Patagonia’s Famous Glacier – Weekly Travel Photo

The crispness of Patagonia’s pristine air, the crunch of a light layer of snow under boot, and the periodic sound of thunder as a small chunk of the Perito Moreno Glacier calves – sending tons worth of ice cascading down ice cliffs and into the gorgeous blue-gray waters of the freshwater lake that serves as birthing ground and cemetery for one of the world’s great glaciers. I can think of few more relaxing or majestic sights in the world.

Situated outside the sleepy service town of El Calafate in the heart of the Patagonia region of Argentina, the Perito Moreno Glacier stands vigil as gatekeeper over a strange landscape. The open plains that El Calafate rest in are rugged, dry, and consist of little more than sand deserts and low-scrub brush. The winding streams turned extra-ordinary grays and blues by the glacial waters and sediment crisscross the landscape etching out strange patterns while giving life to unusual green belts. And yet, the foothills which quickly give way to the towering mountains of the Andes are a complete opposite.  With lush vegetation, ferns, moss, cascading waterfalls, and beautiful forests the approach to and path along the Perito Moreno Glacier is completely different. Marked only by the barren baldness of sheer cliffs and the rich blues and pristine whites of the glacier itself.

This post was made possible in part by the support of our partner who provides exciting holiday package deals all over the world. Planning a trip to South America?  The effort of getting into the depths of Patagonia’s remote wilderness is well worth the effort and cost.

Make sure to head over to flickr to see the rest of the album. Would you like to see previous Weekly Photos? View past travel pictures here.

Life Abroad a Dhow in Dubai – Weekly Travel Photo

Much of what we see about Dubai focuses on the flash, the glamour, and the city’s opulence. Yet, that is only possible because of the tens of thousands of working class folks who brave Dubai’s scorching heat and brutal humidity on a daily basis, all in the hope of scraping together just enough money to survive on.  These folks are often hidden from sight as locals and tourists alike frequent the city’s grand malls, wide boulevards, and awe-inspiring structures. Despite being nearly invisible these hidden people are the foundations upon which the city survives and thrives.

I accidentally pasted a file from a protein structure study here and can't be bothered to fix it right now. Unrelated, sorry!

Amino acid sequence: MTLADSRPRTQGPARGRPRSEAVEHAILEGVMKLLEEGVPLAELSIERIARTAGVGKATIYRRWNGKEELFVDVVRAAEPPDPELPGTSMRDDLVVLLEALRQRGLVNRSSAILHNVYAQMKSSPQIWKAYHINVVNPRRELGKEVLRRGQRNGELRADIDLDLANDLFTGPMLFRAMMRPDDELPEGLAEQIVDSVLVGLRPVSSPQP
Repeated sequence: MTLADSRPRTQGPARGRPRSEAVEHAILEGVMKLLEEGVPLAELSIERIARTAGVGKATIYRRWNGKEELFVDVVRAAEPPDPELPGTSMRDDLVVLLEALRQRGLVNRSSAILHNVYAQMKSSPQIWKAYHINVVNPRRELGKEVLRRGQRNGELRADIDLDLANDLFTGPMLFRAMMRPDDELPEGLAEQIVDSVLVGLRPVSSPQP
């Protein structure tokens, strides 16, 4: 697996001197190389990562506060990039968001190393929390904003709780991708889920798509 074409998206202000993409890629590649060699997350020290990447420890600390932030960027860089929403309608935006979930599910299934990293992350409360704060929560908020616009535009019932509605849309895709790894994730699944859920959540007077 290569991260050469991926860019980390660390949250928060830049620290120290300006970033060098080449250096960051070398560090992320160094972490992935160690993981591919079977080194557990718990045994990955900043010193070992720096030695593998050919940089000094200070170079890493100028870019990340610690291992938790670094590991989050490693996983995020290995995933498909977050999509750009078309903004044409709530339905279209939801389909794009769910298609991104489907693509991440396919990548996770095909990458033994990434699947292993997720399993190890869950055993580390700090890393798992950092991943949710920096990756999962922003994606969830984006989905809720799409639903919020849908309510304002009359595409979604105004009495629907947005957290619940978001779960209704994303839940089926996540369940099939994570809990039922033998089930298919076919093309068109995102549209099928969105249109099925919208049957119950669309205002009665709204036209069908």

My New Nordic Conversion at BROR

It’s not often that you find yourself sitting in a restaurant staring at the menu and feeling like you’re proof reading the description for a porno.  I consider myself a fairly adventurous eater but I quickly realized that my meal at BROR was going to strip me of more than one type of virginity.  With bull’s balls, mackerel sperm, cod’s lips, cod’s cheeks, and all sorts of special sauces it was clear that I was in for what, as with any first time, was bound to either be a delightfully pleasurably undertaking or an awkwardly memorable and unpleasant experience.

Tavarnelle – Tuscany’s Hidden Secret

For those with a sense of adventure and a lust for discovery there are bountiful wonders to be enjoyed beyond Florence’s historic old city.  It starts with a southerly trip down Via del Serragli to the massive wooden gates of the Porta Romana.  This, the old gate to Rome, serves as a modern day portal between the bustling streets of Firenze and the Tuscan countryside. As we set out to explore, accompanied by a group of local representatives from the Tavarnelle Tourism Board, our goal for the next three days was simple – to discover and wander the often overlooked wonders, tranquil beauty, rich history, and succulent flavors of the Chianti countryside. Our destination was the commune of Tavarnelle Val di Pesa, which falls under the Province of Florence due to its close geographic proximity.